What Kinds Of Incidents Are And Are Not Covered By Workers’ Compensation?
Workers’ compensation is designed to cover any injuries that are a result of an employer’s or another employee’s carelessness. The range of injuries and situations it covers is quite broad, but there are some limits too. For example, a few state impose a drug and alcohol testing on injured employees and can deny benefits to those who were under the influence during the time of the injury. Compensation can also be denied if the injuries were self-inflicted or where the employee was violating a law or company rule at the time of injury.
What Kinds Of Expenses Does Workers’ Compensation Cover?
Although the payments are typically quite modest, workers’ compensation may cover:
- Medical care from the injury or illness
- Replacement income
- Costs for retraining
- Compensation for any permanent injuries
- Benefits to survivors of workers who are killed on the job
However, if a person collects their workers’ compensation benefits, they cannot sue their employer and they do not cover the cost of your pain and suffering.
Wage replacement is typically two thirds of the workers’ average wage, but there is a fixed maximum amount that the benefits will not go over. It may seem modest, but it is fair to note that these benefits are not taxed. So if the employee makes a fair wage, it shouldn’t be too much of a problem. The eligibility for wage replacement can start immediately after a few days of work are missed due to that particular injury or illness.
Does Workers’ Compensation Cover Long-Term And Permanent Injuries?
Actually, they do! Workers’ compensation is not limited to just incidental accidents, but also covers problems and illnesses that have developed over a long period of time doing the same repetitive activity. For example, carpal tunnel syndrome can occur in jobs that cause you to use your hands and wrist in a repetitive motion such as typing or cashiering.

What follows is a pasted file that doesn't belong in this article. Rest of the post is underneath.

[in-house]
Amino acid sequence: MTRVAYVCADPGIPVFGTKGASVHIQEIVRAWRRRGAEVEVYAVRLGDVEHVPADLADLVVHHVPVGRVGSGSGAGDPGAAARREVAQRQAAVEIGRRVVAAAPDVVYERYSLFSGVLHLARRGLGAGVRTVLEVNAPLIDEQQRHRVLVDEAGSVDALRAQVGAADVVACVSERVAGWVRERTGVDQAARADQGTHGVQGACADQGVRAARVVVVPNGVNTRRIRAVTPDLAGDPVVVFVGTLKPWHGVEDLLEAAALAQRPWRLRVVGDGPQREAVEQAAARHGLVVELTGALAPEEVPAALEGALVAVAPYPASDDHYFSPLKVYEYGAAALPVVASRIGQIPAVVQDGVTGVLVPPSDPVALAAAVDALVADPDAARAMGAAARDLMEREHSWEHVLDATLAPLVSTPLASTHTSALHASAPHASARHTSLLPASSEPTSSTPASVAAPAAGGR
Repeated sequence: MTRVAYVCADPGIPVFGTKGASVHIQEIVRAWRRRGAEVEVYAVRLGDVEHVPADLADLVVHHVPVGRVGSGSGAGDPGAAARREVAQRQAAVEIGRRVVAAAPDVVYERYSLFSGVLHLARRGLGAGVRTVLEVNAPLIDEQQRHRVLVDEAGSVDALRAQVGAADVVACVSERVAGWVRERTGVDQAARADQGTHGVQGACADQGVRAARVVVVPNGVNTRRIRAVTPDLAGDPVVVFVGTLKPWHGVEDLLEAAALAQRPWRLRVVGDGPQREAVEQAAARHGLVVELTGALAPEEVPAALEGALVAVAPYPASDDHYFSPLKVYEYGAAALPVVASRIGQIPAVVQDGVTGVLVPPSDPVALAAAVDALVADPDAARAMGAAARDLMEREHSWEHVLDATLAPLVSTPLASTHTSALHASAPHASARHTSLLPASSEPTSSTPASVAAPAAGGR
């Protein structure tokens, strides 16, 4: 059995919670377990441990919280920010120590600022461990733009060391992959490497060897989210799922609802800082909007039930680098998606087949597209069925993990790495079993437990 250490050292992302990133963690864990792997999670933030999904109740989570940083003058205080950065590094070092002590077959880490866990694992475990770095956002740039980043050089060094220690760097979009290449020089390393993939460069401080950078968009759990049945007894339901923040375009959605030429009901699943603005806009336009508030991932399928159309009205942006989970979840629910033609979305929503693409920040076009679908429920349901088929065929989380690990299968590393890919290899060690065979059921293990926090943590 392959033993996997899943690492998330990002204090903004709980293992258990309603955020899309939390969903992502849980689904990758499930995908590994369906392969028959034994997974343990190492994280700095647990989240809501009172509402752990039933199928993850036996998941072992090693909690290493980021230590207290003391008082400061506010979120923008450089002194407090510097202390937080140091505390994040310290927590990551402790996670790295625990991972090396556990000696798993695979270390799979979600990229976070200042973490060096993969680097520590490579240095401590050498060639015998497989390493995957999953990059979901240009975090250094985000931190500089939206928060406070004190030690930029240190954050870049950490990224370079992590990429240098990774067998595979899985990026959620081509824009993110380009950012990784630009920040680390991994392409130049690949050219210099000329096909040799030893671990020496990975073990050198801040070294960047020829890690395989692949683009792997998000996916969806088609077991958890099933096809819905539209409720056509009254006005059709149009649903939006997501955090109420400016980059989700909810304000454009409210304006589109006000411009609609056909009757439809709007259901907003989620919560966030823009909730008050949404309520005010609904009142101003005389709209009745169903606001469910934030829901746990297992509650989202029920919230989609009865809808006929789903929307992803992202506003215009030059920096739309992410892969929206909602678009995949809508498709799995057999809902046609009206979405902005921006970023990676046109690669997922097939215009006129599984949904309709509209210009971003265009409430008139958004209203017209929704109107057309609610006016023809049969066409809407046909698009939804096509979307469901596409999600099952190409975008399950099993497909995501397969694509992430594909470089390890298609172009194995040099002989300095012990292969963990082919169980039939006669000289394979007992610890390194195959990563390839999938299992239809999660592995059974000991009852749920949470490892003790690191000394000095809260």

Who Is Covered By Workers’ Compensation?
The majority of employees are covered by workers’ compensation. However, that being said, states do commonly exclude some workers from coverage including:
- Independent contractors
- Business owners
- Farmers and farmhands
- Maritime employees
- Railroad employees
- Casual employees
Since the employees of the federal government are covered under the federal workers’ compensation program, they are technically not covered by state workers’ compensation instead.
Can You Sue Your Employer For A Work Injury?
Actually, you can! You may sue your employer for any reckless or intentional action of your employer that may have caused your injury. However, if you choose to do this, you waive your right to workers’ compensation. If you are successful, the court could award a broad range of damages including medical expenses, lost wages, pain and suffering, and mental anguish.
Can Your Employer Fire You For Or Tell You Not To File A Workers’ Compensation?
Not at all. If an employer does retaliate against you for filing a workers’ compensation claim, you need to report your employer immediately to the local workers’ compensation office.